ASR Part 4: Santana High School

Updated: Feb 19, 2019

Up to this point in the series, all of the active shooter situations we have analyzed have been at commercial businesses. Between 2000 and 2017, Santana High School was the first school target. Schools have a unique set of circumstances. They hold hundreds of children aged 4-18 every day, who have no sense of direction and must have their hands held. Throw the chaos of a gunshot into that, and there is a recipe for disaster. Now in the past, I have beaten the Run, Hide, Fight horse to within inches of death. While it is always a good reminder, this blog will follow a different course- classroom management.

This blog is targeting teachers and administrators. I want you to imagine for a second your pristine and well-behaved class of second-graders or tenth-graders. The day has gone smoothly, for once (let’s be real). You are right in the middle of a lesson, when you hear a gunshot. Your teacher brain goes into survival mode. You recognize the danger and you know you need to run. But wait, you have 25 kiddos in your care who have no idea what is going on. All they know is the situation could be dangerous, and they look to YOU for guidance. In a class that has perfect classroom management, this would be chaotic, so imagine this in a class with less than perfect or no classroom management. The situation has not changed. There is still a danger, and YOU are still holding the lives of 25 children in your hands. What do you do?

I paint this picture to scare you- but just enough to realize the gravity of the situation. So many administrators have dismissed active shooters with “the number of school active shootings has decreased.” I agree, they have decreased, but they haven’t gone away. While the chance that your school will be “chosen” is slim, what if it is? Are you as a teacher prepared? Are you as the guardian of 25 other lives prepared?

School shootings have statistically decreased. That much is true, and that much is great news. But our work cannot and should not stop there. Our goal is that they go away completely. Our goal is that teachers, administrators, and students take this threat seriously and realize that they have a HUGE responsibility on their shoulders. Lives are literally hanging in the balance in these situations, and it has become much more than a ritual safety suggestion for you to know how to respond. And to any teachers out there, it almost goes without saying that a well-managed classroom has a much better chance of survival than a classroom that erupts into chaos the moment you step out the door.

Why, you might ask? Let’s step back into the scenario I painted earlier. You hear the gunshots in the hallway. In a well-managed classroom, there is a plan. Everyone knows what to do. Lock the door, cover the windows, barricade the door, turn off the lights, and either get out of the building through a window, or find a way to hide. Everyone should stay quiet. This does not mean that there will be perfect sanity in this situation, but it does mean that you have taken the time to train your students… I repeat YOUR students, and the very fact that they know what to do means they can act with some semblance of sanity. That same situation in a chaotic classroom that is untrained will not go so smoothly.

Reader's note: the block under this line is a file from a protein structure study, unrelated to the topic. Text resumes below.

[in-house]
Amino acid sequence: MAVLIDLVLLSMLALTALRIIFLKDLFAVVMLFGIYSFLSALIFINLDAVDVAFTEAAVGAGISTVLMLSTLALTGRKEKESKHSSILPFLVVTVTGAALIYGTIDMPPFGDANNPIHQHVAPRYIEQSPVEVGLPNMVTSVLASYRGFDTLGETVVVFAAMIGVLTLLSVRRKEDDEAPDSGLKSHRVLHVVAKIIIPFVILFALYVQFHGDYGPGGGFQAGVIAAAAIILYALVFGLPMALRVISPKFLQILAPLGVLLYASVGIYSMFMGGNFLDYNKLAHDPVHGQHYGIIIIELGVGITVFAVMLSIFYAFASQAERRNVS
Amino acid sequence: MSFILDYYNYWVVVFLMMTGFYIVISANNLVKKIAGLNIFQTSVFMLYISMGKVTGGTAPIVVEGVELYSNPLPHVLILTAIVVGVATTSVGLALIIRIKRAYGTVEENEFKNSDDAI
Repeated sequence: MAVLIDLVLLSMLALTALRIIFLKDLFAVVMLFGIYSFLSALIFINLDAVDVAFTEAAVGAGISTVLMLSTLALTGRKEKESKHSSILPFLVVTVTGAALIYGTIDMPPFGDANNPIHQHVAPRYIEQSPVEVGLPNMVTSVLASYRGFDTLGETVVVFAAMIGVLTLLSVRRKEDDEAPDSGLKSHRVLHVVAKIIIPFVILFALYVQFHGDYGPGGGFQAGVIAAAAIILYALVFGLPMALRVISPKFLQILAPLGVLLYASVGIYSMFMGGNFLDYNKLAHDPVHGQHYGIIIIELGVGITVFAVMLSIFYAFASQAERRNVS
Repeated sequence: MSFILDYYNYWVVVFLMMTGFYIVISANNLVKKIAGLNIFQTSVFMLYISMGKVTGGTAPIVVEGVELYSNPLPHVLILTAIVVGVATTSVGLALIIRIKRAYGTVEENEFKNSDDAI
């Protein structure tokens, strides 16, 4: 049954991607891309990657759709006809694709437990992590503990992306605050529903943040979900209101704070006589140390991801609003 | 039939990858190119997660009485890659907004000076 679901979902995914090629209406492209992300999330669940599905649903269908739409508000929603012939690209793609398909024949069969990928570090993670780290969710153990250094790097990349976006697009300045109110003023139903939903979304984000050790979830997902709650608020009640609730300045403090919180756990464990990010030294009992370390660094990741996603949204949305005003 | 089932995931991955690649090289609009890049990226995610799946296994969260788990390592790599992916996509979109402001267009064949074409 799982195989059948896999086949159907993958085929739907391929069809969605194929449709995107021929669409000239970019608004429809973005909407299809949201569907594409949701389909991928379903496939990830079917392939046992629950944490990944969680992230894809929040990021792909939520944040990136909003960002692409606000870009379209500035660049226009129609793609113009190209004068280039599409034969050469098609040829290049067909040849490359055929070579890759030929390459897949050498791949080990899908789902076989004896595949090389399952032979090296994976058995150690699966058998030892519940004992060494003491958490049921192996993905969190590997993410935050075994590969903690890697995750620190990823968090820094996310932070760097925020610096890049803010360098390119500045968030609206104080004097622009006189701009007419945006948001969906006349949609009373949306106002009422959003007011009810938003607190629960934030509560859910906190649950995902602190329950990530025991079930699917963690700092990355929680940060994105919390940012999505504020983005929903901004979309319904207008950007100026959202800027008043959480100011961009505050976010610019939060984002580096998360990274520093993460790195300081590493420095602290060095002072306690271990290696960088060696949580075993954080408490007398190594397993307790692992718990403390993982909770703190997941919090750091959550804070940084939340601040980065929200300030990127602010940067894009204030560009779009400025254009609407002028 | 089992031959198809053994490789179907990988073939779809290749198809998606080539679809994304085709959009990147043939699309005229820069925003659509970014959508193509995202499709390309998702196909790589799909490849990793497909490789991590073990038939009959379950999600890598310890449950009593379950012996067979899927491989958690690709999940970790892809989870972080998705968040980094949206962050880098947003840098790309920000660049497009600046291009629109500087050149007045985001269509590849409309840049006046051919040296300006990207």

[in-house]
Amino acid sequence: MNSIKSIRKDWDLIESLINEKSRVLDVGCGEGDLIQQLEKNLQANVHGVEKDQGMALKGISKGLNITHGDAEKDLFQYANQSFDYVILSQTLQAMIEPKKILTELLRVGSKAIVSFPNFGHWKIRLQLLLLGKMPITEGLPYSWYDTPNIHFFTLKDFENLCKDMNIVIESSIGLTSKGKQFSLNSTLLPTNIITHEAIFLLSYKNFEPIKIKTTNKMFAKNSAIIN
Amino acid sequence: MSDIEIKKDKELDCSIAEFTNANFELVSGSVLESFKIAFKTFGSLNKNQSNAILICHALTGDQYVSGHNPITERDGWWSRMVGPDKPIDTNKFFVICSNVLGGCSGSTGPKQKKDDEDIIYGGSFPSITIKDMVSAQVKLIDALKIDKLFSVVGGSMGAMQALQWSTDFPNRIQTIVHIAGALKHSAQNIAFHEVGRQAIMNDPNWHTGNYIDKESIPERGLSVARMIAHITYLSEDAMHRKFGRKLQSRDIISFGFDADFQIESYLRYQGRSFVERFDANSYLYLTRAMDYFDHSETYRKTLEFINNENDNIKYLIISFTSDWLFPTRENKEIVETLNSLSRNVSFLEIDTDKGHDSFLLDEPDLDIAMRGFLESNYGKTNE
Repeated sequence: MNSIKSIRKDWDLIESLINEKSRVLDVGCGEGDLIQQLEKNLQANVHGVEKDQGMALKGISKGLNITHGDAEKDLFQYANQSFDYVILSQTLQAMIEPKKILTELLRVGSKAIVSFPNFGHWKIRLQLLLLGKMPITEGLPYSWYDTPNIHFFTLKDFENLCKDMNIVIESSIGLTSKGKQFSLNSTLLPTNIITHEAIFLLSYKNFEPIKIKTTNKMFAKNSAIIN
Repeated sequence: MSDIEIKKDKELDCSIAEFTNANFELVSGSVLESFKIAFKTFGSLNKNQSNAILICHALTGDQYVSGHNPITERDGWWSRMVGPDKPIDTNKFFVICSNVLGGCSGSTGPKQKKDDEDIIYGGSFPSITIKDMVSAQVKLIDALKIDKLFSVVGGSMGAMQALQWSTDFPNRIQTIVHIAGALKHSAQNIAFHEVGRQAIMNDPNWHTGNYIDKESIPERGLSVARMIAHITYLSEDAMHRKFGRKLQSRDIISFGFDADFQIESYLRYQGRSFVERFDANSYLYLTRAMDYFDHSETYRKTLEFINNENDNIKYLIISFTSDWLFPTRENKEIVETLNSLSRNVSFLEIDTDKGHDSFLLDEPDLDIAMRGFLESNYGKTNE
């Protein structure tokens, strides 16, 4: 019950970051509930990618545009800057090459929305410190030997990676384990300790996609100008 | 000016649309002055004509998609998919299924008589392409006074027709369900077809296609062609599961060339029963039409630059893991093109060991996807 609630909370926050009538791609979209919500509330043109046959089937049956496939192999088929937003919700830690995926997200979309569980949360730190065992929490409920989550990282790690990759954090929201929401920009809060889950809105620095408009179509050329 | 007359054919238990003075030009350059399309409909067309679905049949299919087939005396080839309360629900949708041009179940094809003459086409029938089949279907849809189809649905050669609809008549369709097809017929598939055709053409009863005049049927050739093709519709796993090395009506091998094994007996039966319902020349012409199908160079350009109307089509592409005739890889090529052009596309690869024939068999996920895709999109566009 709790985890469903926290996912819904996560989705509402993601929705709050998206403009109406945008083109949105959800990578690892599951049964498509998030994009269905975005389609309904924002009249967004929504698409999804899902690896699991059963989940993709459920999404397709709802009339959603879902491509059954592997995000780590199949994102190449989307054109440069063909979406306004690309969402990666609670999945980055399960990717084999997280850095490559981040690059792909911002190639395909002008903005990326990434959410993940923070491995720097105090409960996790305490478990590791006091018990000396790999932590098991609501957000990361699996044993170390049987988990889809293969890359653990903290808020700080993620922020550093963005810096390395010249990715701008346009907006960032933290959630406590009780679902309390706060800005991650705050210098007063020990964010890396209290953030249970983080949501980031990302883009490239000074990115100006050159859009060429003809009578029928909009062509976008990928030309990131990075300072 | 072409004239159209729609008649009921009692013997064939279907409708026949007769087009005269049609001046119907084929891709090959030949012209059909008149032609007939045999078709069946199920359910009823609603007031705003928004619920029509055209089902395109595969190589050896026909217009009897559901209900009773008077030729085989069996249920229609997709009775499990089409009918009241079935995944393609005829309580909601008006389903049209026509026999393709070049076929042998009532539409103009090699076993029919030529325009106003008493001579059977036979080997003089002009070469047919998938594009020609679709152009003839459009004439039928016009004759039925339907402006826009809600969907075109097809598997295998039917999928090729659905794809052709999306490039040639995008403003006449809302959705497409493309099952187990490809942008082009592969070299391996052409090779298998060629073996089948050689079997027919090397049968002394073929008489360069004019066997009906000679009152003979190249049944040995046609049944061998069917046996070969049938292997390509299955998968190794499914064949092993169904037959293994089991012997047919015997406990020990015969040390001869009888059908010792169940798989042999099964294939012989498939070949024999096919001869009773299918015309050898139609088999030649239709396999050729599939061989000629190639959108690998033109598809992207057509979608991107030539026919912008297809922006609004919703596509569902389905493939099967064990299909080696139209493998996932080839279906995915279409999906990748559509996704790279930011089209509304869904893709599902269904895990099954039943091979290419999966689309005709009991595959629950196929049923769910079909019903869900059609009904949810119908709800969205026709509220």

Teachers, your first problem is not the shooter. Your first problem starts now. You need to be trained. You have a responsibility as an educator and as the teacher to learn and grow and develop. Your students will be looking to YOU for what to do. Do you know? You need to train your students. Their lives could depend on it. Your classroom should have a specific plan in place in the event of an active shooter catered to your specific classroom and based on the whereabouts of the shooter.

And teachers, before you use the excuse that you don’t want to scare your students, remember that every year since kindergarten, they have been taught how to respond if they are engulfed in flames. Stop. Drop. Roll. And when is the last time you heard about a child catching fire. Our children do not walk around in fear of being engulfed in flames, but they are prepared for the almost nonexistent chance that they could be. On the flipside, active shooter situations in school happen every single year. It is so much more a threat than your student catching fire. The point of training your students as not to scare them. It is so they can be prepared in the much more likely event that an active shooter arrives on the doorstep of your school.

While we’re at it, before you use the excuse that you don’t have time for that, especially secondary teachers, realize that such training only takes about five minutes a week. Every week at the same time, go over your active shooter response plan with your students. You will feel empowered, and your students will be capable of contributing to the solution instead of the problem.

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